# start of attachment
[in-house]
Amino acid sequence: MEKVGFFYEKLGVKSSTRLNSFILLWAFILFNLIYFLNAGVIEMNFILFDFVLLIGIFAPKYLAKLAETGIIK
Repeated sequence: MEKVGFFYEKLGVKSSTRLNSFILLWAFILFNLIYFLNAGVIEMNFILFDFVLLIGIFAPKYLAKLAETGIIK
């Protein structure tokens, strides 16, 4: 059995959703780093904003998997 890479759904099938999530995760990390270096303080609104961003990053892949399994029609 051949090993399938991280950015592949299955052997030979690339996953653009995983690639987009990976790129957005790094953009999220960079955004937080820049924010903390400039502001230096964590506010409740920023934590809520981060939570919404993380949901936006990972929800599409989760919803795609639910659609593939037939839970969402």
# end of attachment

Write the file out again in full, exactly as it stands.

[in-house]
Amino acid sequence: MEKVGFFYEKLGVKSSTRLNSFILLWAFILFNLIYFLNAGVIEMNFILFDFVLLIGIFAPKYLAKLAETGIIK
Repeated sequence: MEKVGFFYEKLGVKSSTRLNSFILLWAFILFNLIYFLNAGVIEMNFILFDFVLLIGIFAPKYLAKLAETGIIK
């Protein structure tokens, strides 16, 4: 059995959703780093904003998997 890479759904099938999530995760990390270096303080609104961003990053892949399994029609 051949090993399938991280950015592949299955052997030979690339996953653009995983690639987009990976790129957005790094953009999220960079955004937080820049924010903390400039502001230096964590506010409740920023934590809520981060939570919404993380949901936006990972929800599409989760919803795609639910659609593939037939839970969402």